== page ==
21. Tom Petty – Finding Wildflowers (Alternate Versions). What if Tom Petty’s record company had simply left him alone to create the double album that he wanted to make instead of his classic Wildflowers? Here is our answer. This is without question Tom’s best batch of songwriting of his career and all of it needed to be heard. I just wish he were still around to enjoy a tour in support of this masterpiece.
20. Weezer – OK Human. This was actually the first album Weezer released in 2021, but it ended up being the one that was the more compelling. This is Cuomo’s Pet Sounds, in that it will grow in stature over time.
19. Los Lobos – Native Sons. Los Lobos is so much more than their cover version hit of the 80s “La Bamba.” This coterie of East L.A. musicians can play anything from Tex Mex party music and challenging space age alternative music to traditional Hispanic tunes and, now, covering the music of their contemporaries from the L.A. punk scene. And, once again, the boys prove their brilliance.
18. Foo Fighters – Medicine at Midnight. My older son calls Dave Grohl the last true rock star, and he may be right. Still, the Foos had a helluva 2021. This studio album was yet another feather in the band’s reputation.
17. Lindsey Buckingham – Lindsey Buckingham. The musical visionary of the successful version of Fleetwood Mac can do no wrong in my book. And he makes a great comeback from his throat surgery that jeopardized his career.
16. The War on Drugs – I Don’t Live Here Anymore. These guys prove that they might be the best rock band on the planet with this winner. Oh, and of course they would have been huge in the 80s. What’s not to love according to this old man writing?
15. Snail Mail – Valentine. Just when you were missing some alternative music like in the 90s, Snail Mail comebacks with a more clean version of her Lush-influenced music.
14. Leon Bridges – Gold- Diggers Sound. The world’s favorite throwback soul singer is back with another set of Southern-fried, Memphis-barbequed, Stax-battered soul music much like his heroes of the 70s. Bridges is one for the ages.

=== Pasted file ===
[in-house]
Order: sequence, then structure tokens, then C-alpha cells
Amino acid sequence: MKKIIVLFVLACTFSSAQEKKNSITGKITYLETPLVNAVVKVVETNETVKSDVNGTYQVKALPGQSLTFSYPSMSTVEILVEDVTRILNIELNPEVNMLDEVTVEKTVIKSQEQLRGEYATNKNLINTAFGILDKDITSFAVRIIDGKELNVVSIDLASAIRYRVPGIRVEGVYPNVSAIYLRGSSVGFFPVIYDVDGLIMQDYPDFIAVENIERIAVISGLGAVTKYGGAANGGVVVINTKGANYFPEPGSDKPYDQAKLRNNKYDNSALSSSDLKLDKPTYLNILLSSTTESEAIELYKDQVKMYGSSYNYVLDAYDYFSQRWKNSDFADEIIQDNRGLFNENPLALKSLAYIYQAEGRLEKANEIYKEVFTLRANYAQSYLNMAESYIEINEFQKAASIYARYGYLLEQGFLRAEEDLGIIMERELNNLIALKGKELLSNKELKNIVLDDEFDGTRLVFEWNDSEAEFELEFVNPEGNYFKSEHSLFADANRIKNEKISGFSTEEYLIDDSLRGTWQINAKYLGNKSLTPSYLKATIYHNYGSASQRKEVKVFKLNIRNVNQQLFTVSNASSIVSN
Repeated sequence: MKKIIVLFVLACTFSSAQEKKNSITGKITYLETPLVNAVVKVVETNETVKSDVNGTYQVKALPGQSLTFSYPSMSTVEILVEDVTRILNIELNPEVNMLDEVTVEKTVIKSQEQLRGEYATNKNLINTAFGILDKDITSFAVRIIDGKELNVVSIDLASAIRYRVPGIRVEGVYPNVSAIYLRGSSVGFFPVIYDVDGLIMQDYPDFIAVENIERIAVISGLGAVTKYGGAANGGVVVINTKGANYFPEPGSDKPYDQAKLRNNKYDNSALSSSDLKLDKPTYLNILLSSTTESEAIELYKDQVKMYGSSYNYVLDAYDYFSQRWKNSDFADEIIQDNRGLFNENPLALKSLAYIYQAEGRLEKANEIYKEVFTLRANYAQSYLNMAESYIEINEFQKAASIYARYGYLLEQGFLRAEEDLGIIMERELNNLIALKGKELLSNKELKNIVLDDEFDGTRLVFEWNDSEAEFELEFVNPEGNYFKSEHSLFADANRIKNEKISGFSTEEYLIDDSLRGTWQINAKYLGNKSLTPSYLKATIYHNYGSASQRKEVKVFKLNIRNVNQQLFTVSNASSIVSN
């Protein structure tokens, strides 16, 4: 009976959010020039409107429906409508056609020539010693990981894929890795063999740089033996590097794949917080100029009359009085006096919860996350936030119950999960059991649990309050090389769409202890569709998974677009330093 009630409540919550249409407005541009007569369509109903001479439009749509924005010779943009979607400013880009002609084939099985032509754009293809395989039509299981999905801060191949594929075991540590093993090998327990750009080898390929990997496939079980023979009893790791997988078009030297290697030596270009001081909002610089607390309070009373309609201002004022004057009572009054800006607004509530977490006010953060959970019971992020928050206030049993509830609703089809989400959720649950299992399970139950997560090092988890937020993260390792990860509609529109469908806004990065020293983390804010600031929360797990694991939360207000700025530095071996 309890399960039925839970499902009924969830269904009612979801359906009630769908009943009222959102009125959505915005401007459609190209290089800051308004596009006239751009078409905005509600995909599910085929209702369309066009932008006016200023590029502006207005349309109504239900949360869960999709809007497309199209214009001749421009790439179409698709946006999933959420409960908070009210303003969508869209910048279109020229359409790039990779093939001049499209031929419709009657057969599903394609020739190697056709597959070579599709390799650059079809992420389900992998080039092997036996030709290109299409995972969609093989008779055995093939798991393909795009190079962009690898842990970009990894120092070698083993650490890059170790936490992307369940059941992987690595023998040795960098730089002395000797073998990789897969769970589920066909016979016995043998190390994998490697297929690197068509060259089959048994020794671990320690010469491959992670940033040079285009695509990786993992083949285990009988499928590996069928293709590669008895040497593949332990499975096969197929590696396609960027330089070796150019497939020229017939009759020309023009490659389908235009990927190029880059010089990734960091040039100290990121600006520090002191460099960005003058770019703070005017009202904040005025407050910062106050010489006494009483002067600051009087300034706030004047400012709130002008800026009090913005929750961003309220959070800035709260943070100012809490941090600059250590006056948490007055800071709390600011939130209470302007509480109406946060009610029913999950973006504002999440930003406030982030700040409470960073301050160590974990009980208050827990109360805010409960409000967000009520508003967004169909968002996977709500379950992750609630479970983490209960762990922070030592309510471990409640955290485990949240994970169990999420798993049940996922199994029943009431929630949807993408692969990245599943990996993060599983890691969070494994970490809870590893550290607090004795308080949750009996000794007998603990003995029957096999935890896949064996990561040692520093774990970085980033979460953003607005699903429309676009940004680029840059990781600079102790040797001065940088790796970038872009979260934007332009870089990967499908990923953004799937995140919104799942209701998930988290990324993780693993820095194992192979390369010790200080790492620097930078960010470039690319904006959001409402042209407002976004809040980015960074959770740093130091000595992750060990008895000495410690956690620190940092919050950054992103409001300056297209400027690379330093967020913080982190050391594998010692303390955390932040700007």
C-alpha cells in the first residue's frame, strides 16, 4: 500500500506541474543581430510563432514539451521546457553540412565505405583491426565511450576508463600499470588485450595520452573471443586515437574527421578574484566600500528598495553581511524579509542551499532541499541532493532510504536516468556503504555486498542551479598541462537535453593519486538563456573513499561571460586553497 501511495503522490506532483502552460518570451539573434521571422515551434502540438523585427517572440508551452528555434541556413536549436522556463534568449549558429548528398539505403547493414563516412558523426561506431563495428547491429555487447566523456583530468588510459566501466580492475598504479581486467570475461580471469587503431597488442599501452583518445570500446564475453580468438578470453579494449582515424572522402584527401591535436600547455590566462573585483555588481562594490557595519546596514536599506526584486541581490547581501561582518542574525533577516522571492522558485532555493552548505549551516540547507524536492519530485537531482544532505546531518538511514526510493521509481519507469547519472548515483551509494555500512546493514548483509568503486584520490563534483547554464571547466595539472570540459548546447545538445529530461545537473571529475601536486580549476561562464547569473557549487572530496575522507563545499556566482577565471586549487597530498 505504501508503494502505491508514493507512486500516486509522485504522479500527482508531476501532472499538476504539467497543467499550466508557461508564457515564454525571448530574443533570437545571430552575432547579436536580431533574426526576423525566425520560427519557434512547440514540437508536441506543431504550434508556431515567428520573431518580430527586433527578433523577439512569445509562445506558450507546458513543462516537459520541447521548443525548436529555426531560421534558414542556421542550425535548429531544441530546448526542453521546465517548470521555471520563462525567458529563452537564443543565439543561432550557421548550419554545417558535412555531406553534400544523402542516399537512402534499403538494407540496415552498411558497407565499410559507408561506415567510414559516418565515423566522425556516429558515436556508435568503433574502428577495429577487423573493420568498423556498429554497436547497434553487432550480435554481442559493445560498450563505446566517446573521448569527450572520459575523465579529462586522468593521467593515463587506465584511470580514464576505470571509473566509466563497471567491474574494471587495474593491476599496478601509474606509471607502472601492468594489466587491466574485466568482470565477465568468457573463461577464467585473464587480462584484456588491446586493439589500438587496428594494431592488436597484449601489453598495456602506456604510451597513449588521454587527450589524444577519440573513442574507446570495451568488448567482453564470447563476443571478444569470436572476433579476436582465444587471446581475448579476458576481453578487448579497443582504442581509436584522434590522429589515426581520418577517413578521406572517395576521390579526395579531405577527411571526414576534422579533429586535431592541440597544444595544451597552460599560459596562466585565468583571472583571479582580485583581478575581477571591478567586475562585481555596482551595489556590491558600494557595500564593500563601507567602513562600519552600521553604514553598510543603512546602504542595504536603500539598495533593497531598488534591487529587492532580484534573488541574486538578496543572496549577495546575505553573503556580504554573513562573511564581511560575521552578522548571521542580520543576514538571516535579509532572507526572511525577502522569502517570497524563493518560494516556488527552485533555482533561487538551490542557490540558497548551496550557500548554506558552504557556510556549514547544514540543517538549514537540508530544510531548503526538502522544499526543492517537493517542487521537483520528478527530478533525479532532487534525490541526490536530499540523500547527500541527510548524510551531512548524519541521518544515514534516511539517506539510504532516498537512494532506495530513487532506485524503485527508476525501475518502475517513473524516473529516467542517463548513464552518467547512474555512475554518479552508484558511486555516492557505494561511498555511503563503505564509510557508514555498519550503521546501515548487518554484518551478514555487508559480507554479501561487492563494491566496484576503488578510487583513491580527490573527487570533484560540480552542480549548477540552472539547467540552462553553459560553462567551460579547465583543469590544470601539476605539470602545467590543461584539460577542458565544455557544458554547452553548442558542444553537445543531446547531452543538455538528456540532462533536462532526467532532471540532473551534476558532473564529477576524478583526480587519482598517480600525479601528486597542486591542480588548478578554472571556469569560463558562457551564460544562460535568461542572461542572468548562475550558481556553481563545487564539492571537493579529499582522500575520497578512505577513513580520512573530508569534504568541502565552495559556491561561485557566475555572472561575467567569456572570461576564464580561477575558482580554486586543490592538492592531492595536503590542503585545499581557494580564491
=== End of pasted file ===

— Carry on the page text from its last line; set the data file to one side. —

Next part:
13. Kacey Musgraves – Star-Crossed. This album chronicles Musgraves divorce while also pushing the boundaries of country music. Much like Taylor Swift before her, Musgraves has continued to push the limits musically while maintaining her lyrical integrity.
12. Dee Gees (aka Foo Fighters) – Hail Satin! So, Foo Fighters decided to have a little fun and cover songs from the Bee Gees’ catalog, along with an Andy Gibb song, for release on Record Store Day. Who knew that those covers would be so fun and satisfying?
11. Doja Cat – Planet Her. Doja Cat’s career is off and running as the world’s newest entry in the female R&B/pop singer/dancer/rapper sweepstakes. Hopefully, this album represents a jumping-off point and not the beginning of the end of another Nicki Minaj-clone with a career trajectory that peaked early.
10. St. Vincent – Daddy’s Home. Of all the current artists, St. Vincent is the one most likely to have fit in perfectly with the CBGB crowd of the 70s. This time, Annie Clark digs through her father’s 70s album collection to find inspiration for this brilliant album. St. Vincent captures all the things you loved about Patti Smith, Blondie, Talking Heads and Laurie Anderson into one excellent 21st century artist.
9. Billie Eilish – Happier Than Ever. Nope! Billie Eilish is NOT a one-hit wonder. And, yes, her music is growing as she continues to grow older. I truly cannot wait to watch her growth over the next decade.